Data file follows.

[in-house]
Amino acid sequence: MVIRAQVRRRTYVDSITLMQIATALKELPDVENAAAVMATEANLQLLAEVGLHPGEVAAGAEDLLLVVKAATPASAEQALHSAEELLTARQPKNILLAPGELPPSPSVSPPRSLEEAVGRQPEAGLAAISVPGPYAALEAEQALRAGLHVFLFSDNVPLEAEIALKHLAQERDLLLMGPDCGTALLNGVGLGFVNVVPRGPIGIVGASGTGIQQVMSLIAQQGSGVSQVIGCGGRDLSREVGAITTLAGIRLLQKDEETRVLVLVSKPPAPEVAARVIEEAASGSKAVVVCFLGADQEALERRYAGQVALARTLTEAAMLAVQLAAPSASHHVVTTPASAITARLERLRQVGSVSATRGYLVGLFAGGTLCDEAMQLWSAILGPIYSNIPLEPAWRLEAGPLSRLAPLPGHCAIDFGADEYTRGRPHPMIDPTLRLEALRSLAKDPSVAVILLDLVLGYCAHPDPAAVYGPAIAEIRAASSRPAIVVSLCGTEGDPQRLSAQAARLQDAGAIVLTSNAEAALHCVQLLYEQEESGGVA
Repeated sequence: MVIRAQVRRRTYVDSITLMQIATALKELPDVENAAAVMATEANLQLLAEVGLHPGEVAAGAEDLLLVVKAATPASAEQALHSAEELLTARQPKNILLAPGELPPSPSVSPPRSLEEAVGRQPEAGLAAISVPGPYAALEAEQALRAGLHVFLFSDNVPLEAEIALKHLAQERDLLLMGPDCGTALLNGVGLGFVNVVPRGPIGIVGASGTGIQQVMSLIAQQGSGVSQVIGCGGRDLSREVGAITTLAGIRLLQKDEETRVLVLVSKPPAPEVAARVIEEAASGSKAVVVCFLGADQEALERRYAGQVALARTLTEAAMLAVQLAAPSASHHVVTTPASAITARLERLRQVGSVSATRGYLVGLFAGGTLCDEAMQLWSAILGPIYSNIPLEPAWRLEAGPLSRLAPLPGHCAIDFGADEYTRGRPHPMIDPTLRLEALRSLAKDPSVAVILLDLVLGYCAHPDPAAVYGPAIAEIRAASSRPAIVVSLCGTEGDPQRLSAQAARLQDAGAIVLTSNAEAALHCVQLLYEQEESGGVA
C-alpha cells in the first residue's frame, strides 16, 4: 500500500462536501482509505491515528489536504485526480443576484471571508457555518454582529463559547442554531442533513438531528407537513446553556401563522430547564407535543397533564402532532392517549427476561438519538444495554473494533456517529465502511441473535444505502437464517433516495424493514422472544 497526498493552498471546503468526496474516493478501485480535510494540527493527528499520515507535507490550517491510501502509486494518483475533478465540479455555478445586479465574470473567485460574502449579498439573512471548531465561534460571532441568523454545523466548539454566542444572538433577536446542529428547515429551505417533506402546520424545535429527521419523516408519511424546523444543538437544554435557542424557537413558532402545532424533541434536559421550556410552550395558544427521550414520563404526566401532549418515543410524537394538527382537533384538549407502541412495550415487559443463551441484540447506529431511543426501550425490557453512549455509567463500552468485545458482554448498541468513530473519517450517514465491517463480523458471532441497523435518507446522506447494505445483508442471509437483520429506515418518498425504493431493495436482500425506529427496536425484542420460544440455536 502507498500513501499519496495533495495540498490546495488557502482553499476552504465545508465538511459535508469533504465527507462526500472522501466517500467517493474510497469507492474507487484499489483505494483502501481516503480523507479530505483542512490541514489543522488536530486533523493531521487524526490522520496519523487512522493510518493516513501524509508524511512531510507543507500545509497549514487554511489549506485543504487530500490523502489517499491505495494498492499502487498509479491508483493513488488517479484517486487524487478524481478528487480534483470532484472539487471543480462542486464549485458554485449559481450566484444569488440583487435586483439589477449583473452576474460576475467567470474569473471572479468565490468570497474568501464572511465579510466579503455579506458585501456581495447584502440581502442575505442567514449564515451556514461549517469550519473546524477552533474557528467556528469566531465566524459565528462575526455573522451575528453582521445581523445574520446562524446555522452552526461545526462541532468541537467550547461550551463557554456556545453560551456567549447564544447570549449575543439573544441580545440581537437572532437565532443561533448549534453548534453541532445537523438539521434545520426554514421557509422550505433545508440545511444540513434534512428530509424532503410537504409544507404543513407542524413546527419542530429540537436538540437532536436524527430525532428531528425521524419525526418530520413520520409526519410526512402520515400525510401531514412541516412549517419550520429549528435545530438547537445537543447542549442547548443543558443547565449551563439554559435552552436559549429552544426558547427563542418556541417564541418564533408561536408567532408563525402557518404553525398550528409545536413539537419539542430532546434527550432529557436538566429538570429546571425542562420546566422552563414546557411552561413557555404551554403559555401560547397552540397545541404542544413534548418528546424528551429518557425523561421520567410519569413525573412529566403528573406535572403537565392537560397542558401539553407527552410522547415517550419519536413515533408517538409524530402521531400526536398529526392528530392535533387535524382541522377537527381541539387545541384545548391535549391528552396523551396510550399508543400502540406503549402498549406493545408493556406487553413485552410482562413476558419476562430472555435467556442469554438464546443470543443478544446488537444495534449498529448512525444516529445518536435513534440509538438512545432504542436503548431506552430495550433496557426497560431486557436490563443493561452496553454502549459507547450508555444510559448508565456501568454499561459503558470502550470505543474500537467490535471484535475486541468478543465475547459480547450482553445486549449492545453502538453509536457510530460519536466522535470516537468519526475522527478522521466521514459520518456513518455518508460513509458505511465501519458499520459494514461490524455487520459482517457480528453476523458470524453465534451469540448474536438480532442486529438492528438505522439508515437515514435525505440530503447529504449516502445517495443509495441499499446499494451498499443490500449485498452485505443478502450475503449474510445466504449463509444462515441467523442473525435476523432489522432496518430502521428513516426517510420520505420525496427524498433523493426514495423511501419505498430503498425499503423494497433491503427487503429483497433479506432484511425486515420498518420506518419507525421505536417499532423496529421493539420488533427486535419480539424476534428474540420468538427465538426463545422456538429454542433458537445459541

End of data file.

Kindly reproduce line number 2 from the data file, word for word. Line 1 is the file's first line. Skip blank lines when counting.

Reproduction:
Amino acid sequence: MVIRAQVRRRTYVDSITLMQIATALKELPDVENAAAVMATEANLQLLAEVGLHPGEVAAGAEDLLLVVKAATPASAEQALHSAEELLTARQPKNILLAPGELPPSPSVSPPRSLEEAVGRQPEAGLAAISVPGPYAALEAEQALRAGLHVFLFSDNVPLEAEIALKHLAQERDLLLMGPDCGTALLNGVGLGFVNVVPRGPIGIVGASGTGIQQVMSLIAQQGSGVSQVIGCGGRDLSREVGAITTLAGIRLLQKDEETRVLVLVSKPPAPEVAARVIEEAASGSKAVVVCFLGADQEALERRYAGQVALARTLTEAAMLAVQLAAPSASHHVVTTPASAITARLERLRQVGSVSATRGYLVGLFAGGTLCDEAMQLWSAILGPIYSNIPLEPAWRLEAGPLSRLAPLPGHCAIDFGADEYTRGRPHPMIDPTLRLEALRSLAKDPSVAVILLDLVLGYCAHPDPAAVYGPAIAEIRAASSRPAIVVSLCGTEGDPQRLSAQAARLQDAGAIVLTSNAEAALHCVQLLYEQEESGGVA